If any of the conditions above do not hold, failing students does not make any sense. It has serious negative consequences for a student. When all of the above do not hold, failing students would mean punishing them for situations that are not entirely in their control. 

It should be fairly obvious that points 1, 2 and 3 do not hold for everyone right now.

Thus, it seems perfectly reasonable to expect a strict and absolute NO FR POLICY for students, which is what we are demanding. To clarify, we demand that NO STUDENT fails any course in this semester unless they are guilty of indulging in academic malpractice. We also do not believe the FF policy is a solution. It does not ensure that all students pass, which is not acceptable.

It is the duty of the administration to ensure that no student suffers academically as a result of the ongoing pandemic. The current policy not only fails to protect the students but also puts them in harm’s way. Here’s how: 

  1. Given that some students are unable to perform at their usual level due to their circumstances, professors need to set their passing thresholds much lower than they usually do. There is absolutely no guarantee that all professors will adhere to this. Even in such trying times, professors can abuse their powers, unchecked. The institute watches on while we see cases of professors making their students’ lives hell.
  2. Students are forced to appear for end semesters even while facing difficulties. This is because they want to avoid academic activity in summers, when they are busy with internships, projects and other non academic activities. These students are essentially forced to choose between two harmful choices.

If “For IITB, the health and wellbeing of all students are more important than the exams they write”, why are such situations arising? Why is the administration allowing professors to fail students based on these very examinations?

If “it was decided that no student should suffer from the exam related stress during this extremely difficult time of the pandemic in the country”, why force students to appear for these exams now or later? Why does the administration think that no student is suffering from their decisions?

Most professors have conducted continuous and rigorous evaluation throughout the semester which has actually been far more demanding than a regular semester. Students have, at different points of the semester, been forced to make a direct choice between their academic performance and their mental and physical wellbeing. This is inhumane enough, but to fail them on top of all this is downright apathy. Empathy in letter but apathy in spirit is how the students perceive the attitude of the IIT Bombay administration.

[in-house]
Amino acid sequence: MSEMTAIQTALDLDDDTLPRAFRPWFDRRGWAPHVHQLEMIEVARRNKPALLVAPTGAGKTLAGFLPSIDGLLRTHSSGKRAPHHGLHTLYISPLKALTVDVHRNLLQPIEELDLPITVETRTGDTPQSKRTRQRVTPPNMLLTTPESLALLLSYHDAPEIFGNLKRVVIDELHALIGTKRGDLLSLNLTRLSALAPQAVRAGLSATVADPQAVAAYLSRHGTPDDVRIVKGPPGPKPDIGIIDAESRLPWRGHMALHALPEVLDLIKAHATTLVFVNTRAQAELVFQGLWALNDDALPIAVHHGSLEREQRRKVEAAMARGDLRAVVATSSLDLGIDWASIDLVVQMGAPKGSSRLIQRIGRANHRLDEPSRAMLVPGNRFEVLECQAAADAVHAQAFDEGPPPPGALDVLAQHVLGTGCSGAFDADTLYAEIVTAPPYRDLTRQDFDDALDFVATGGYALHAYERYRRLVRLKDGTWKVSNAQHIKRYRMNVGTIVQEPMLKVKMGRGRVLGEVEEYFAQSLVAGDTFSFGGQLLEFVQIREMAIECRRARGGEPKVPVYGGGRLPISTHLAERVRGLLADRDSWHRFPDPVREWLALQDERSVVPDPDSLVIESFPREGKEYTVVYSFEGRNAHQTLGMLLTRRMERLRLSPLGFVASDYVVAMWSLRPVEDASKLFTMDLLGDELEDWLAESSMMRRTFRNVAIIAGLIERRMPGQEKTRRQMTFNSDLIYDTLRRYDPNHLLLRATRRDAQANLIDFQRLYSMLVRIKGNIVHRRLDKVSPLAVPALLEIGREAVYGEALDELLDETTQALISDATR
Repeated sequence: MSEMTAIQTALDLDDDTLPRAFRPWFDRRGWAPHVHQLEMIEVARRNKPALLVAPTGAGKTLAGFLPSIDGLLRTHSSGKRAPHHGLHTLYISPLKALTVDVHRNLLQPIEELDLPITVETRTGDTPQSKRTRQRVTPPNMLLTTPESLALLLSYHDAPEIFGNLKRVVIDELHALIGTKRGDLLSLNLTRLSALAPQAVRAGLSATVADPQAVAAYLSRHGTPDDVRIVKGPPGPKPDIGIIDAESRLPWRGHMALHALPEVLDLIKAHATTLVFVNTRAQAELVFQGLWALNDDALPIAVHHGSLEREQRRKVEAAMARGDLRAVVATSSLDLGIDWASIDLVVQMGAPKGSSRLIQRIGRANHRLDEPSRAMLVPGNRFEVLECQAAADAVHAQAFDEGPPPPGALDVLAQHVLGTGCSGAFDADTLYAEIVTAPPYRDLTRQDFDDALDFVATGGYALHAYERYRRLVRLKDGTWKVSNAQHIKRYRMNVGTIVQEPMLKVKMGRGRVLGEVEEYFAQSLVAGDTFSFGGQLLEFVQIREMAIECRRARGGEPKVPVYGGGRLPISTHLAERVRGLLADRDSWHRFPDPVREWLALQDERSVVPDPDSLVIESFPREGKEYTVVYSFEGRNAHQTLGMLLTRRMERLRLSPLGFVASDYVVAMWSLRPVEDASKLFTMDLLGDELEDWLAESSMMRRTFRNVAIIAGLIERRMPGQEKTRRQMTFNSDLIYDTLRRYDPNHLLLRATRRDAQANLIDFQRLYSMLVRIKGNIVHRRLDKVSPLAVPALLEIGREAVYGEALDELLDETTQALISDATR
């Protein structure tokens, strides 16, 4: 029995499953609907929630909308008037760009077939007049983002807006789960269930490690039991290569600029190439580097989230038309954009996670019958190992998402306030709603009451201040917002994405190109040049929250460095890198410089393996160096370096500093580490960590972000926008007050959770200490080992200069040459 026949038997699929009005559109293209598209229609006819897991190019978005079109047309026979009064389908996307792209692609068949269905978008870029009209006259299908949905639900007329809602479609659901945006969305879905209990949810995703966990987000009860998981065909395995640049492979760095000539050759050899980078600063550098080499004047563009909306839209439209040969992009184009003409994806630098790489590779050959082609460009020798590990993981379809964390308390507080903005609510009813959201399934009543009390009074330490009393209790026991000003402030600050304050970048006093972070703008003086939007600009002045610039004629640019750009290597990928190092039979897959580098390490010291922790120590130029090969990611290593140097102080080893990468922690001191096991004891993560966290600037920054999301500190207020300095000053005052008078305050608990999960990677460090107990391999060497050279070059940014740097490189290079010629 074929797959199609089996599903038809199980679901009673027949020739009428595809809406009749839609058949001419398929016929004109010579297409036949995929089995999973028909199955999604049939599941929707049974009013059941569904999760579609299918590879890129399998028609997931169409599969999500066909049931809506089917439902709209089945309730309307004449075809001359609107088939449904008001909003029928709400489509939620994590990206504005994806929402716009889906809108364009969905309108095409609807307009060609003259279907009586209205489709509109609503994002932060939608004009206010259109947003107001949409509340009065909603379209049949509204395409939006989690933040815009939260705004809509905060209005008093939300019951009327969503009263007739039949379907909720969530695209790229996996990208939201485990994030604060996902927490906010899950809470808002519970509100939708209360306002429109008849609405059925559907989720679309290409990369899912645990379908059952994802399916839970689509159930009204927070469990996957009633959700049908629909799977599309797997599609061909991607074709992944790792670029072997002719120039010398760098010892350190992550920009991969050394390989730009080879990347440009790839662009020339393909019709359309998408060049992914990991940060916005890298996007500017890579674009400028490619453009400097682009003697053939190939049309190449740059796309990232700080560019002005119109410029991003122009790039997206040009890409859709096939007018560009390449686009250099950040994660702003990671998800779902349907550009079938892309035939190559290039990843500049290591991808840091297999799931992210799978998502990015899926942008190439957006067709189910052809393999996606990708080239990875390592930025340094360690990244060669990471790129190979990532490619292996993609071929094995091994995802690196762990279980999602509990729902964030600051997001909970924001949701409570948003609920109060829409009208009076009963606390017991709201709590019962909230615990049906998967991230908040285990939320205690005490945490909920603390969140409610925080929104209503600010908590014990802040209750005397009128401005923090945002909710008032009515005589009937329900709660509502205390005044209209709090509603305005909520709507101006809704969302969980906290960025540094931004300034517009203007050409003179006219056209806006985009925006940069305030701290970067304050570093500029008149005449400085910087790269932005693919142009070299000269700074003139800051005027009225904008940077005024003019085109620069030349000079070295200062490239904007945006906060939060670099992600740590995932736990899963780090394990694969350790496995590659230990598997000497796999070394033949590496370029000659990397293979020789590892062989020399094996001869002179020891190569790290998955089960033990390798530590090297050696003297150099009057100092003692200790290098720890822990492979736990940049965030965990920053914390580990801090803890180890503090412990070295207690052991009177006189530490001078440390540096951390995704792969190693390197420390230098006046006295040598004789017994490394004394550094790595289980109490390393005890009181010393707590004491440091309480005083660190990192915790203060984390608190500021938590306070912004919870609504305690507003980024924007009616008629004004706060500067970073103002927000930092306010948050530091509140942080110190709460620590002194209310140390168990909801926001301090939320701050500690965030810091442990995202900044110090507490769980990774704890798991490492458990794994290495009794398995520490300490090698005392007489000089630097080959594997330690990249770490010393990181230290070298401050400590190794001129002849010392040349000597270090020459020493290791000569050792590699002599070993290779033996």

What others are doing

Institutes across the nation have made changes to their grading policies to help students during the pandemic. Here are a few examples:

  1. IIT Kanpur- no-fail policy, 18 credits waived off for graduating students, professors were given the option of cancelling endsems, students were allowed to drop courses beyond the usual deadline.
  2. IIT Delhi – Students could opt to audit one core course and two electives, which will be counted towards their credit requirement, attendance requirements were waived, students were allowed to drop courses beyond the usual deadline, the passing mark for all courses was uniformly set at 30%.
  3. BITS Pilani- Students were allowed to opt out of their end semester exams, the syllabus for said exams was to be cut down to 50% of the course content, students were allowed to opt for a Clear grade if they scored over 20% in any course.

The demands we are making fall well within the bounds of reason, and need to be implemented if we are to have any belief in the administration.

*This list may not be exhaustive


Email from the Director dated 22 April 2021